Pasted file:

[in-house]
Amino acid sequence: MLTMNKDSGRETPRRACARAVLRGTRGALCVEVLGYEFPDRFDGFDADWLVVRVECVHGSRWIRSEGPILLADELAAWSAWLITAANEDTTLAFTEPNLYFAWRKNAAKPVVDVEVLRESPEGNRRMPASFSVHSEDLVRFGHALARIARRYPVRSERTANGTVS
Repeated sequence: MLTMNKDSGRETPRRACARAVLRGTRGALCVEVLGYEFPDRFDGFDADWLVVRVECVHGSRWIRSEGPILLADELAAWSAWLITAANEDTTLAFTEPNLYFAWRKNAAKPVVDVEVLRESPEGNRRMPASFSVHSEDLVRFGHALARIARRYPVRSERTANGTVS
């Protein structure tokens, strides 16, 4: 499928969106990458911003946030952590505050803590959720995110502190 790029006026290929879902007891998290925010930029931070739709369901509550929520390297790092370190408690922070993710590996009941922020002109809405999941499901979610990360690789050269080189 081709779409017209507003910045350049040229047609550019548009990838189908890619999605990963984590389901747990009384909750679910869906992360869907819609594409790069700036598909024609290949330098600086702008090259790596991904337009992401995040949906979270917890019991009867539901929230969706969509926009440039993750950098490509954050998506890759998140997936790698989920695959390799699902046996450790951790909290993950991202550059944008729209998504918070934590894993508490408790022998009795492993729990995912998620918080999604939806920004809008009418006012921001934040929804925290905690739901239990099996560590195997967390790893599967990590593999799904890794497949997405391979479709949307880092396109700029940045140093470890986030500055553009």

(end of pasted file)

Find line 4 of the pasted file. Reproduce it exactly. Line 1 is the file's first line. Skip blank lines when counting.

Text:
């Protein structure tokens, strides 16, 4: 499928969106990458911003946030952590505050803590959720995110502190 790029006026290929879902007891998290925010930029931070739709369901509550929520390297790092370190408690922070993710590996009941922020002109809405999941499901979610990360690789050269080189 081709779409017209507003910045350049040229047609550019548009990838189908890619999605990963984590389901747990009384909750679910869906992360869907819609594409790069700036598909024609290949330098600086702008090259790596991904337009992401995040949906979270917890019991009867539901929230969706969509926009440039993750950098490509954050998506890759998140997936790698989920695959390799699902046996450790951790909290993950991202550059944008729209998504918070934590894993508490408790022998009795492993729990995912998620918080999604939806920004809008009418006012921001934040929804925290905690739901239990099996560590195997967390790893599967990590593999799904890794497949997405391979479709949307880092396109700029940045140093470890986030500055553009």